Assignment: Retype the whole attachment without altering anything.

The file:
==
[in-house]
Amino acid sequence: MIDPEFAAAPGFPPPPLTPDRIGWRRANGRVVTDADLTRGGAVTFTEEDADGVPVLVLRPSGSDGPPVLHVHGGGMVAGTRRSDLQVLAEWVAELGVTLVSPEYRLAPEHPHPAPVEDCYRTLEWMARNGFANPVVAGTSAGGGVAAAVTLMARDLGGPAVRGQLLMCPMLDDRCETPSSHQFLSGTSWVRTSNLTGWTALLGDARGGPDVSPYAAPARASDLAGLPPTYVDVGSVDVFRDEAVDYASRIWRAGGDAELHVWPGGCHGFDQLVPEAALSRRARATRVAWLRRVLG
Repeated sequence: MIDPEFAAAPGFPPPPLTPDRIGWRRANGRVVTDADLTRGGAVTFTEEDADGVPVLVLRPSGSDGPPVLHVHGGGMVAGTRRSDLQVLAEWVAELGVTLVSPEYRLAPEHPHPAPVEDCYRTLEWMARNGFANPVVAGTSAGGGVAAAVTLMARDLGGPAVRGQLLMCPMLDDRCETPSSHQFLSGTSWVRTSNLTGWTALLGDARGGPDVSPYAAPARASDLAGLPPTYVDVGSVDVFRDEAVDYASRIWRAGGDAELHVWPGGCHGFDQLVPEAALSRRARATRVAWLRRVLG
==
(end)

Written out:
[in-house]
Amino acid sequence: MIDPEFAAAPGFPPPPLTPDRIGWRRANGRVVTDADLTRGGAVTFTEEDADGVPVLVLRPSGSDGPPVLHVHGGGMVAGTRRSDLQVLAEWVAELGVTLVSPEYRLAPEHPHPAPVEDCYRTLEWMARNGFANPVVAGTSAGGGVAAAVTLMARDLGGPAVRGQLLMCPMLDDRCETPSSHQFLSGTSWVRTSNLTGWTALLGDARGGPDVSPYAAPARASDLAGLPPTYVDVGSVDVFRDEAVDYASRIWRAGGDAELHVWPGGCHGFDQLVPEAALSRRARATRVAWLRRVLG
Repeated sequence: MIDPEFAAAPGFPPPPLTPDRIGWRRANGRVVTDADLTRGGAVTFTEEDADGVPVLVLRPSGSDGPPVLHVHGGGMVAGTRRSDLQVLAEWVAELGVTLVSPEYRLAPEHPHPAPVEDCYRTLEWMARNGFANPVVAGTSAGGGVAAAVTLMARDLGGPAVRGQLLMCPMLDDRCETPSSHQFLSGTSWVRTSNLTGWTALLGDARGGPDVSPYAAPARASDLAGLPPTYVDVGSVDVFRDEAVDYASRIWRAGGDAELHVWPGGCHGFDQLVPEAALSRRARATRVAWLRRVLG